*Scripture verses covered in this section's commentary are noted in italics

1 Thessalonians 5:12-22 meaning

Verses covered in this passage:

  • 1 Thessalonians 5:12
  • 1 Thessalonians 5:13
  • 1 Thessalonians 5:14
  • 1 Thessalonians 5:15
  • 1 Thessalonians 5:16
  • 1 Thessalonians 5:17
  • 1 Thessalonians 5:18
  • 1 Thessalonians 5:19
  • 1 Thessalonians 5:20
  • 1 Thessalonians 5:21
  • 1 Thessalonians 5:22

Paul summarizes what sanctified living looks like for the Thessalonians. They should support their leaders, be at peace with one another, help those who are afraid or are immature, and live life full of prayer with a joyful attitude.

Just before he concludes his letter to the Thessalonians, Paul concisely sounds off on a variety of exhortations to show examples of ways to live out the broader principles he has addressed already—ways in which to pursue sanctification, to excel in love, and to lead a humble life of hard work (1 Thessalonians 4:3, 3-12). He makes a request of the Thessalonian brethren, asking them to:

—appreciate those who diligently labor among you. These are other believers who have charge over you in the Lord and give you instruction, so apparently Paul is referring to the elders and teachers within the church. He asks that the Thessalonians esteem them very highly in love because of their work. These church leaders were possibly bearing the brunt of the persecution in Thessalonica and were putting more on the line by shepherding the other believers. Regardless, Paul knew how much love and appreciation meant to a minister of the Lord when received from those to whom he ministers.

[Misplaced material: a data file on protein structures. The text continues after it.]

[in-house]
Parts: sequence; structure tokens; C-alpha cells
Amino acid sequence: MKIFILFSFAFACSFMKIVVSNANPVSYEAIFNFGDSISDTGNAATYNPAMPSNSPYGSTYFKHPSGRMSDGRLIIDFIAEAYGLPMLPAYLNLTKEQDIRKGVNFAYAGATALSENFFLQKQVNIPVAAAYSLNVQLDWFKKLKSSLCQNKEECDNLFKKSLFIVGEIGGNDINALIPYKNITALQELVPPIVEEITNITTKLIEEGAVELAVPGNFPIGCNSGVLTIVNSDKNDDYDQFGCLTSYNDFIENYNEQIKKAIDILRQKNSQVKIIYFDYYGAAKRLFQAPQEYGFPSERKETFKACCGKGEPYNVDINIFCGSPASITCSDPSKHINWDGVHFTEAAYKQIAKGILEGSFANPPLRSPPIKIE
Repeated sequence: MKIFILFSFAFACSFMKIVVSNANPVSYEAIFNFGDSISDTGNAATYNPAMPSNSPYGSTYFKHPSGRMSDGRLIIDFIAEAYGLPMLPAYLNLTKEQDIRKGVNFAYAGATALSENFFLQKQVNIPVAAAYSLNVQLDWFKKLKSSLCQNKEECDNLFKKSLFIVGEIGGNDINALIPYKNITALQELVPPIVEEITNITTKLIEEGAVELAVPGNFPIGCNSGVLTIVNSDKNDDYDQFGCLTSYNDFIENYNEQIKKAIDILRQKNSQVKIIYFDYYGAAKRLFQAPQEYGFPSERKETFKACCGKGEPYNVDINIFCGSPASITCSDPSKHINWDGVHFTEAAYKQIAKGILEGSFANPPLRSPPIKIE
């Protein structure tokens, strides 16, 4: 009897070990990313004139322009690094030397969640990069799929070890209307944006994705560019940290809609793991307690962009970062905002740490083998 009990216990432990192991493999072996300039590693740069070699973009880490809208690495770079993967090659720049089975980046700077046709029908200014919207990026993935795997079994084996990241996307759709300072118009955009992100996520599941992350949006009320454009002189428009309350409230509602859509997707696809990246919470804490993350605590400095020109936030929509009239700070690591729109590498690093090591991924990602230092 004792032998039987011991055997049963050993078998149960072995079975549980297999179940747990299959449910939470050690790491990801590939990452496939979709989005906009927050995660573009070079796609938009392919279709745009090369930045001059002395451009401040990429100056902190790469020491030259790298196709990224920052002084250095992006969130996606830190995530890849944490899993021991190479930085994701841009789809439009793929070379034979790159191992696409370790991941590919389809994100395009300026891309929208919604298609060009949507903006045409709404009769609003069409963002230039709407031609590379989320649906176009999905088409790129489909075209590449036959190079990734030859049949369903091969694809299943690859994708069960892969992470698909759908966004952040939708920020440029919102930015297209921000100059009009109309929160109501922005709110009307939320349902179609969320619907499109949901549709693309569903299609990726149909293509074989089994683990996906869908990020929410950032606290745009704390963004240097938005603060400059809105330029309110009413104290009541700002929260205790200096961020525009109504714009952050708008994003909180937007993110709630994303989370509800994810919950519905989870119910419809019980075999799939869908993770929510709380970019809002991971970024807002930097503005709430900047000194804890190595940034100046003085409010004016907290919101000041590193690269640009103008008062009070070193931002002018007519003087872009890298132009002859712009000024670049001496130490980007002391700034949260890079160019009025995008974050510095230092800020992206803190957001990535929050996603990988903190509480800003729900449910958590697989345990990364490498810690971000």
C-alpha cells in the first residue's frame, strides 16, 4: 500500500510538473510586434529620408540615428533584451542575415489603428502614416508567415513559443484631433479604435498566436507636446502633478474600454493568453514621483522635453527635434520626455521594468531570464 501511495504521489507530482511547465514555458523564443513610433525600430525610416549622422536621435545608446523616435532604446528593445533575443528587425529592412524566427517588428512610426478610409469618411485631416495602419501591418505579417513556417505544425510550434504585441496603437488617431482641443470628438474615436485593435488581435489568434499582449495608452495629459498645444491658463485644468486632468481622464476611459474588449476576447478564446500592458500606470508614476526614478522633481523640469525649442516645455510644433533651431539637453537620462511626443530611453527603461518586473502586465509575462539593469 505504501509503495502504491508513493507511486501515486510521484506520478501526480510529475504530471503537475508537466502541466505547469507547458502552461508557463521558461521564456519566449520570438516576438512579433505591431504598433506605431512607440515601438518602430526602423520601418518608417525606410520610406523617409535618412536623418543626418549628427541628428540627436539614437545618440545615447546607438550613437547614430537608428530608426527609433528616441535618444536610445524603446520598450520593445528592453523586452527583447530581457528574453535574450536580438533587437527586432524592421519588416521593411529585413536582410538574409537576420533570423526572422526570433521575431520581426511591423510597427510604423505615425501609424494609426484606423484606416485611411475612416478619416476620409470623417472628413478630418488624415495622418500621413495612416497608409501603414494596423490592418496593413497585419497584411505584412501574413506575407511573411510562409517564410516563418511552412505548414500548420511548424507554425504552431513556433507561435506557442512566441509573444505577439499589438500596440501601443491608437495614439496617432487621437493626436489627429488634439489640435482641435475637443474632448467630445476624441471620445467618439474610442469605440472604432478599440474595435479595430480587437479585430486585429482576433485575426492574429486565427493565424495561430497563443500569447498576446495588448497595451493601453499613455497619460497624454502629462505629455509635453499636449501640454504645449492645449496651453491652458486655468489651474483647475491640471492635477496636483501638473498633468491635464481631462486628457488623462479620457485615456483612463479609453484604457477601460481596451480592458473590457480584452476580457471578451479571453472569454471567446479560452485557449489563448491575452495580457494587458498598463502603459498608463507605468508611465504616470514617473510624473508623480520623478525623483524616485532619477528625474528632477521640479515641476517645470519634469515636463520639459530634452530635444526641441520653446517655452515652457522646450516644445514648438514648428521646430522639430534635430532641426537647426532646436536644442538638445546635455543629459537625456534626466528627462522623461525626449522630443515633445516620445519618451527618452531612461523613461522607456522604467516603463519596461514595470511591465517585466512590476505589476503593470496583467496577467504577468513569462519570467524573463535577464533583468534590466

It is possible that this group who diligently labor among the Thessalonians were assigned to the Thessalonians by Paul. It is also possible that they were appointed by Paul from among the brethren there. In either case, Paul asks the Thessalonians to appreciate them. This Greek word translated appreciate is usually translated as some form of “know” or “perceive.” The idea seems to be to recognize them. To be aware of them. Not only to be aware, not overlook, but to esteem them very highly in love. Not because they are necessarily lovable. But because of appreciation for their work.


It seems that if Paul has to tell the Thessalonians to make sure to notice their leaders, then their leaders are working as servants, not insisting on being the center of attention. It also seems they have adopted a humble posture, since Paul asks the Thessalonians to be intentional to esteem them. This esteem is to be done in love. The word translated love is the Greek word “agape” which is used in scripture to refer to a love of choice based on values (1 Corinthians 13).

—Live in peace with one another. This is the result of believers living lives of faithful obedience to God, that they serve one another’s interests more highly than their own, and thus reach a state of harmony (Philippians 2:3-4). Love sets aside competition or division among believers, and seeks to attain peace with one another, because everyone is looking out for the good of others, and seeking the approval of God through the obedience of faith, rather than seeking their own interests.